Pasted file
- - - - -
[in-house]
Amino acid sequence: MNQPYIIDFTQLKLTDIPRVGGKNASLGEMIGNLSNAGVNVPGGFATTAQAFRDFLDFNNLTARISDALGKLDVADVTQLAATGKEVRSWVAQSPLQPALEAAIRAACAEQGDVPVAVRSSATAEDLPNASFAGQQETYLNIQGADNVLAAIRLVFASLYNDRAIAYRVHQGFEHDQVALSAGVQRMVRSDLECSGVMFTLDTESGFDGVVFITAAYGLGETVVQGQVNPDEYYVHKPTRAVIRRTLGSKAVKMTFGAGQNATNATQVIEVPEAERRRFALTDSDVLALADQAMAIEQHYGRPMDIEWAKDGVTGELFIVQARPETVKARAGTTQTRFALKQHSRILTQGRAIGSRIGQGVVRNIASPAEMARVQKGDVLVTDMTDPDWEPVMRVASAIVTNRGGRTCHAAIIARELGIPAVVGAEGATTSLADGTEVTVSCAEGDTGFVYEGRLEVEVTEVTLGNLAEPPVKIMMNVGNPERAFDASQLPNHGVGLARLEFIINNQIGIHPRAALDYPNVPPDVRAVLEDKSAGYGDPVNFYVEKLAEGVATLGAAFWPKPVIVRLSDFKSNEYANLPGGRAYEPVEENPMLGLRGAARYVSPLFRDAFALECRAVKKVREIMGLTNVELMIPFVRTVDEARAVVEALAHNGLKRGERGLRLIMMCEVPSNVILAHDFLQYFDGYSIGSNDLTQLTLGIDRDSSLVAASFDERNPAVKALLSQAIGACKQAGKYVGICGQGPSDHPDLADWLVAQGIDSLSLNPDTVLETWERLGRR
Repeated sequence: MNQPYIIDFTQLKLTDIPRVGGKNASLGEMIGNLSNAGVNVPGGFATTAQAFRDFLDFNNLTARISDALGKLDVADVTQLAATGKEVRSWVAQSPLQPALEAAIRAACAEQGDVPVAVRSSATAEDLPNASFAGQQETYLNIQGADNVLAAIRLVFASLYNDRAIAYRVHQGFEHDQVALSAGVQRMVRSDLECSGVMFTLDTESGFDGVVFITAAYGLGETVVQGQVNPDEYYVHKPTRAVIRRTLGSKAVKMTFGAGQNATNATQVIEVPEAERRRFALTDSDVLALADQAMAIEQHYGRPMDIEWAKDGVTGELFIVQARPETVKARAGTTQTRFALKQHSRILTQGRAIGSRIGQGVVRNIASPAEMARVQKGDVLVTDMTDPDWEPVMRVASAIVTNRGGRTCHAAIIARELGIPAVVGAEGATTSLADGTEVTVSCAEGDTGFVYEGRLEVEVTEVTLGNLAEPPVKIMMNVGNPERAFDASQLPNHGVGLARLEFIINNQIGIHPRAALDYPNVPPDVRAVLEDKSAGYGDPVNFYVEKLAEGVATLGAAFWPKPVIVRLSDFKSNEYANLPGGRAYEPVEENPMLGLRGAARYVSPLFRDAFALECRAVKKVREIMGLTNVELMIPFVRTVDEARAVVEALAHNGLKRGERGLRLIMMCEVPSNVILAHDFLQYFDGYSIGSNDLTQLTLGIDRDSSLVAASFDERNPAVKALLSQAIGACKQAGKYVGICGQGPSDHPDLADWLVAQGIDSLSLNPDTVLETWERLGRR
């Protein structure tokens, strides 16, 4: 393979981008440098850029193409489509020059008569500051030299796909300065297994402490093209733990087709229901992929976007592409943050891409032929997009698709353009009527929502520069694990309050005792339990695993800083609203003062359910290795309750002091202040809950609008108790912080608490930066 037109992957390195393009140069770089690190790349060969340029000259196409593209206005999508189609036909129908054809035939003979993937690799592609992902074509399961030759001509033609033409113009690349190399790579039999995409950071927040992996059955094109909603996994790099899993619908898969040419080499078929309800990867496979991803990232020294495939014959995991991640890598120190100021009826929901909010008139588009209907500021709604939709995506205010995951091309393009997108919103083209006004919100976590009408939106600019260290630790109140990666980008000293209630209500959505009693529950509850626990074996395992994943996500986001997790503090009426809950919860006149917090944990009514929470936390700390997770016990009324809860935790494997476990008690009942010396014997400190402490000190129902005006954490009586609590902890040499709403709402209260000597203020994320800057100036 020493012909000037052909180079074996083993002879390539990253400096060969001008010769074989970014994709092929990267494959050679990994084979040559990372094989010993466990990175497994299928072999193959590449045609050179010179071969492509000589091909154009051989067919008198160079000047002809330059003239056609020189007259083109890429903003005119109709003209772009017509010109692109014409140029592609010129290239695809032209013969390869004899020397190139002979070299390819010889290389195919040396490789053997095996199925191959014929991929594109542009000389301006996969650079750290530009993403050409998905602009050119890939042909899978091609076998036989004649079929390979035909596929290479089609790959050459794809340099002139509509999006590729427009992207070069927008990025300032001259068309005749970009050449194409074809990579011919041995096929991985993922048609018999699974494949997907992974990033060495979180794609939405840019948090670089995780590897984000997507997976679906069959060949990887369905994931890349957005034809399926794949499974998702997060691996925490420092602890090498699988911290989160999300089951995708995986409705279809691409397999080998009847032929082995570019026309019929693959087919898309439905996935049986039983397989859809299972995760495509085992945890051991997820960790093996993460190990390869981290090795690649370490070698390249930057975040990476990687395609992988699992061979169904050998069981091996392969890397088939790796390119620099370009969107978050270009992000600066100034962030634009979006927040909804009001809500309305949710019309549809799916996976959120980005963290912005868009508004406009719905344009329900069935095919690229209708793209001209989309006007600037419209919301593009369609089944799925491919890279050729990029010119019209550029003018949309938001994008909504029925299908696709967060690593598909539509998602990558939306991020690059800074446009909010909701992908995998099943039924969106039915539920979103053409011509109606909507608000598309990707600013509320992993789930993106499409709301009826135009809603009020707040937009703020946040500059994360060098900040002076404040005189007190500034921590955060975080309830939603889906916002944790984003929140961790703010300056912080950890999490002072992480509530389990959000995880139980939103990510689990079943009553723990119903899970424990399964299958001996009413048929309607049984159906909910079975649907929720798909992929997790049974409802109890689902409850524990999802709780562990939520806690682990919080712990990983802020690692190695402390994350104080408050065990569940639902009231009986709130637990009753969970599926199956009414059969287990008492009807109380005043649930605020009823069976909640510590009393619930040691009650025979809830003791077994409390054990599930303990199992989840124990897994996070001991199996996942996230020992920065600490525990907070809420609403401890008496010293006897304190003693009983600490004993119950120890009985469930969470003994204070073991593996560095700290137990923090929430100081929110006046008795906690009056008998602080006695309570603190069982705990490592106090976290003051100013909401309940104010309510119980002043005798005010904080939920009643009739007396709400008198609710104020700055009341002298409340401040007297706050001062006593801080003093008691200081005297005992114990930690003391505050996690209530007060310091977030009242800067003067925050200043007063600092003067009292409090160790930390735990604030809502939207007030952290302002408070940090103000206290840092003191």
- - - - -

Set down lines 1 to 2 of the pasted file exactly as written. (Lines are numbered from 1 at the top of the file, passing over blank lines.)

[in-house]
Amino acid sequence: MNQPYIIDFTQLKLTDIPRVGGKNASLGEMIGNLSNAGVNVPGGFATTAQAFRDFLDFNNLTARISDALGKLDVADVTQLAATGKEVRSWVAQSPLQPALEAAIRAACAEQGDVPVAVRSSATAEDLPNASFAGQQETYLNIQGADNVLAAIRLVFASLYNDRAIAYRVHQGFEHDQVALSAGVQRMVRSDLECSGVMFTLDTESGFDGVVFITAAYGLGETVVQGQVNPDEYYVHKPTRAVIRRTLGSKAVKMTFGAGQNATNATQVIEVPEAERRRFALTDSDVLALADQAMAIEQHYGRPMDIEWAKDGVTGELFIVQARPETVKARAGTTQTRFALKQHSRILTQGRAIGSRIGQGVVRNIASPAEMARVQKGDVLVTDMTDPDWEPVMRVASAIVTNRGGRTCHAAIIARELGIPAVVGAEGATTSLADGTEVTVSCAEGDTGFVYEGRLEVEVTEVTLGNLAEPPVKIMMNVGNPERAFDASQLPNHGVGLARLEFIINNQIGIHPRAALDYPNVPPDVRAVLEDKSAGYGDPVNFYVEKLAEGVATLGAAFWPKPVIVRLSDFKSNEYANLPGGRAYEPVEENPMLGLRGAARYVSPLFRDAFALECRAVKKVREIMGLTNVELMIPFVRTVDEARAVVEALAHNGLKRGERGLRLIMMCEVPSNVILAHDFLQYFDGYSIGSNDLTQLTLGIDRDSSLVAASFDERNPAVKALLSQAIGACKQAGKYVGICGQGPSDHPDLADWLVAQGIDSLSLNPDTVLETWERLGRR